In this country, we have already had to suffer through more than seven years of a President who was not elected with either a majority or a plurality of popular support. The shame and destruction that presidency has brought upon my country would be unimaginable if it were not also real. In addition to everything else that has been said about George W. Bush, hundreds of thousands of people have died as the result of his assumption of the office of President of the United States, an assumption that was against the expressed,
legal democratic wishes of a majority of the American populace. If the most prominent institution within America that ostensibly exists to oppose that Presidency shows equal disrespect to democratic principles, then I will leave that institution and find something else with which to oppose, and hopefully replace, the existing regime.
Democratic leaders in Congress claim to represent us. When they are unable to achieve the goals that we hoped they would when we elected them to public office, they throw their collective hands up in the air and say something to the effect of "elect us more Democrats, and then we will achieve your hopes." If, during the electoral process, they reject the popular choice of members of their own party for the most important office in our country, then it will be clear the entire process has been nothing but a vicious ruse. If they reject our popular choice for President of the United States, and decide instead to install someone else, then any notion that they actually represent us--or even care what we think about anything--can be put to bed once and for all. And, at that point, to hell with them. There could be nothing more American than rejecting that sort of tyranny.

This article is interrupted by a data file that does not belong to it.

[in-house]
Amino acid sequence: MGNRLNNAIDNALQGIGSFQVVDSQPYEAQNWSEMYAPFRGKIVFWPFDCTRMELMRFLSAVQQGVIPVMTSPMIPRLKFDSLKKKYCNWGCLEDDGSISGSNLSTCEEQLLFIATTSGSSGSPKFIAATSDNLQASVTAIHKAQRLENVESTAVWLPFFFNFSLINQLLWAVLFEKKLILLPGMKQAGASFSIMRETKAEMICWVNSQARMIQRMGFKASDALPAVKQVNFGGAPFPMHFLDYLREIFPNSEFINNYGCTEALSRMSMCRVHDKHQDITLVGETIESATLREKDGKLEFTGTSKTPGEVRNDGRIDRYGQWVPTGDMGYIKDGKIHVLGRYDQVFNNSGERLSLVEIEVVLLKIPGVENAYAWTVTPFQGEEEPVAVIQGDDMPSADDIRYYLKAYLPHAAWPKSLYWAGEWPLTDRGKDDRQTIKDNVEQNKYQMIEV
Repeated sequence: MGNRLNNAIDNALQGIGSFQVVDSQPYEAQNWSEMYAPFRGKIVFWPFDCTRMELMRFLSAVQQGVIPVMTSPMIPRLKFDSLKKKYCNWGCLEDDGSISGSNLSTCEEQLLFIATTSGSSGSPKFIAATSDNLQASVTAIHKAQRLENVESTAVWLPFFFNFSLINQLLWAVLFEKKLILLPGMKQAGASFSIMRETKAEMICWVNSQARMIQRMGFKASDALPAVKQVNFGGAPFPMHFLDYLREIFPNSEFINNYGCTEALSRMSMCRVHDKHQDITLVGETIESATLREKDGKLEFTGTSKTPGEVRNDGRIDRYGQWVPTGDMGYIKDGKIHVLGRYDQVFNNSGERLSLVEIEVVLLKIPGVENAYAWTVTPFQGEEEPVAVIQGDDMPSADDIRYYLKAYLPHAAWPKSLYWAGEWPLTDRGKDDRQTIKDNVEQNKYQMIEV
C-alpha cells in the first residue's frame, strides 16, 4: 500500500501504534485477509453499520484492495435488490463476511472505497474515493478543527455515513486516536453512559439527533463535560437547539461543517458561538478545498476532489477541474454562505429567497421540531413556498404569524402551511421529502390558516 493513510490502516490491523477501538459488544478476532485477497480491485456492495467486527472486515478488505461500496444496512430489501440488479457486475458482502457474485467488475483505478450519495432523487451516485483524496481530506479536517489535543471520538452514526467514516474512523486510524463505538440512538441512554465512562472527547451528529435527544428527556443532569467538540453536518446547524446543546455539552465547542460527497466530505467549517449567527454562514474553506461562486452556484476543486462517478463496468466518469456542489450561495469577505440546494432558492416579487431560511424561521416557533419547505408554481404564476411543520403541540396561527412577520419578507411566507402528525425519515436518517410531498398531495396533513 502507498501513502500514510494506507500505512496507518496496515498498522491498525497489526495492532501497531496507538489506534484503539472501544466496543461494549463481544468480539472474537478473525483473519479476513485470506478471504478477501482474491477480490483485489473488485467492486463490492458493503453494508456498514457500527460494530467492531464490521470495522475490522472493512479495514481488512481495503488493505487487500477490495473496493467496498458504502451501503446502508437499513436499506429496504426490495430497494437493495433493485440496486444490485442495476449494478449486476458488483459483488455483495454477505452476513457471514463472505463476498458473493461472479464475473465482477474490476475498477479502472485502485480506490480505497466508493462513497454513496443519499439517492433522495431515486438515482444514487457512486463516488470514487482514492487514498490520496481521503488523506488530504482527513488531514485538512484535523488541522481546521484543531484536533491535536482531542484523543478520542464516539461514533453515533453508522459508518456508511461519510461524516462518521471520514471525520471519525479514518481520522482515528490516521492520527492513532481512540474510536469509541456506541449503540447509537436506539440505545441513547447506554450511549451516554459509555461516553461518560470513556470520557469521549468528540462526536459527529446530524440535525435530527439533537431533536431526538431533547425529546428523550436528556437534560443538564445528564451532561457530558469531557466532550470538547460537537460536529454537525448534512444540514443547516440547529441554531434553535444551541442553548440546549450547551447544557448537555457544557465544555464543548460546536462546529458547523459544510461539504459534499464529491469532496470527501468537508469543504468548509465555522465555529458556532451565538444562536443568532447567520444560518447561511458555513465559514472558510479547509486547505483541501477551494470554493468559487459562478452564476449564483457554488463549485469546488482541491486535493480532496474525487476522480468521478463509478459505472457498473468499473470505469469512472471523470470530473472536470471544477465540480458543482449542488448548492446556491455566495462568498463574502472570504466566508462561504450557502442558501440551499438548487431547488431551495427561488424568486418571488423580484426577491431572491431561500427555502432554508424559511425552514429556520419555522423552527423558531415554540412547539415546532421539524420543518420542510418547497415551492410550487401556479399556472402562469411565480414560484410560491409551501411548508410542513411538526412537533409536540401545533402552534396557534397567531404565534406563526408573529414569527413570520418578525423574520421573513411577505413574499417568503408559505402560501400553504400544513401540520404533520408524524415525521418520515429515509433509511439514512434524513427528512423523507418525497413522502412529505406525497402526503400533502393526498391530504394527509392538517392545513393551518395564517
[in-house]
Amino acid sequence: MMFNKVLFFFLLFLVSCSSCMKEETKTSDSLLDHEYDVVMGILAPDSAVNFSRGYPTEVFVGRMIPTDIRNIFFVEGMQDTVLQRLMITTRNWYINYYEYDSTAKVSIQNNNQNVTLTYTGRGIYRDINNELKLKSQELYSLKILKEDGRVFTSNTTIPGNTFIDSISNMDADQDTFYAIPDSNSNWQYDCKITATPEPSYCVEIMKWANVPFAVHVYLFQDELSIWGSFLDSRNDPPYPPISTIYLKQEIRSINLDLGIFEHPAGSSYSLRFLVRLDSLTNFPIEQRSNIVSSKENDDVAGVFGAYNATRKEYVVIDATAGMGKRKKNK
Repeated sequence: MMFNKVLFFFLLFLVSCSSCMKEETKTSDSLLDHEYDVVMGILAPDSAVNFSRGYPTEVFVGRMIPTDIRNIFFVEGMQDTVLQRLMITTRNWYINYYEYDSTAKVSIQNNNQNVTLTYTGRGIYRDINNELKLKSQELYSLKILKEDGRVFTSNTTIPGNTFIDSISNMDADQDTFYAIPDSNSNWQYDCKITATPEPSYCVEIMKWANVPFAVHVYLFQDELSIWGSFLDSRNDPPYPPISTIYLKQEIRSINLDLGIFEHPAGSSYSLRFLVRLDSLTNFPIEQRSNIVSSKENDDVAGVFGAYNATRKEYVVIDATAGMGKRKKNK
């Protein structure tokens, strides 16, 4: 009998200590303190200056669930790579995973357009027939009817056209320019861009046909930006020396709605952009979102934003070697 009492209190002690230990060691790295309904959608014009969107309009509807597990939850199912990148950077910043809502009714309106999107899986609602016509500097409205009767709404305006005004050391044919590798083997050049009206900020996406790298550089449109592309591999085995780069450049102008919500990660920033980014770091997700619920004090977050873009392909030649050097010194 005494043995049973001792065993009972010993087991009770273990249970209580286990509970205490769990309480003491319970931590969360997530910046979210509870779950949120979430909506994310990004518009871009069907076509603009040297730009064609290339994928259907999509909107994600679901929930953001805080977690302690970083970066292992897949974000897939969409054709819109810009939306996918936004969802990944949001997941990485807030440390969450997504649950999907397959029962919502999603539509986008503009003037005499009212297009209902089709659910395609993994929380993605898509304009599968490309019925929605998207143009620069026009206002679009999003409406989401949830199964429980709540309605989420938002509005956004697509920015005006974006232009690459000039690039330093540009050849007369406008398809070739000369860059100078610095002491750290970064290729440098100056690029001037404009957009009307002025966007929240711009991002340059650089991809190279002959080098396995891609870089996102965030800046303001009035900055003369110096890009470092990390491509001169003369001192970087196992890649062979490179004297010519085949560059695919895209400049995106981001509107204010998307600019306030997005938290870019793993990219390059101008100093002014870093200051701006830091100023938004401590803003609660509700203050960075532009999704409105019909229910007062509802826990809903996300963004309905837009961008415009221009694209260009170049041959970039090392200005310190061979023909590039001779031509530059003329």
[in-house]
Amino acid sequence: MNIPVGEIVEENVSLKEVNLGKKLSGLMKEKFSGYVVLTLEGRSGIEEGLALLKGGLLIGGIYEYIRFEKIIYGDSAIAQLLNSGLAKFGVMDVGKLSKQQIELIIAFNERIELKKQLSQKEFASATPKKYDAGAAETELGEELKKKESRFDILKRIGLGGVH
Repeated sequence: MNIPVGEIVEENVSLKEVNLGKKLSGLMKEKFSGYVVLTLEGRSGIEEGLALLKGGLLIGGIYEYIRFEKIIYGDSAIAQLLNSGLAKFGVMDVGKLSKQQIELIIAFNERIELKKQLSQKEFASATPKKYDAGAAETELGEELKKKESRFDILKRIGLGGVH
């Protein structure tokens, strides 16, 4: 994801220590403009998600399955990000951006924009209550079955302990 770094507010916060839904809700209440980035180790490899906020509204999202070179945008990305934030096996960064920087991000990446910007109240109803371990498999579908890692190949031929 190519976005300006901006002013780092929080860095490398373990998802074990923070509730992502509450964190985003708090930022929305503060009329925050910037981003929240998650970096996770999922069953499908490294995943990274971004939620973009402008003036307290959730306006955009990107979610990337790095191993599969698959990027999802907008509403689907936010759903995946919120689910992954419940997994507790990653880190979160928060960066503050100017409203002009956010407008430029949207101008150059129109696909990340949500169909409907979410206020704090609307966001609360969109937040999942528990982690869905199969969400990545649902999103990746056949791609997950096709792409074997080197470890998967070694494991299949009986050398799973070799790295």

Nothing legally binds super delegates to vote for the popular choice of Democratic primary voters and caucus goers. At the same time, nothing legally binds them from not choosing the popular choice of Democratic primary voters and caucus goers. Let us hope, just as they have always acted in the past, that they will uphold the American principles of democracy by supporting the popular choice of Democratic primary voters and caucus goers for President of the United States. Just like Donna Brazile--one of the most utterly partisan Democratic you will ever find--if such principles do not bind Democratic super delegates when making their choice for POTUS, then I will no longer live under their yoke. In fact, if this happens, I will urge as many people as possible to stop living under their yoke. My partisanship is dependant upon, and stems from, intra-party democracy. Upholding intra-party democracy is now dependant upon the decisions of Democratic super delegates.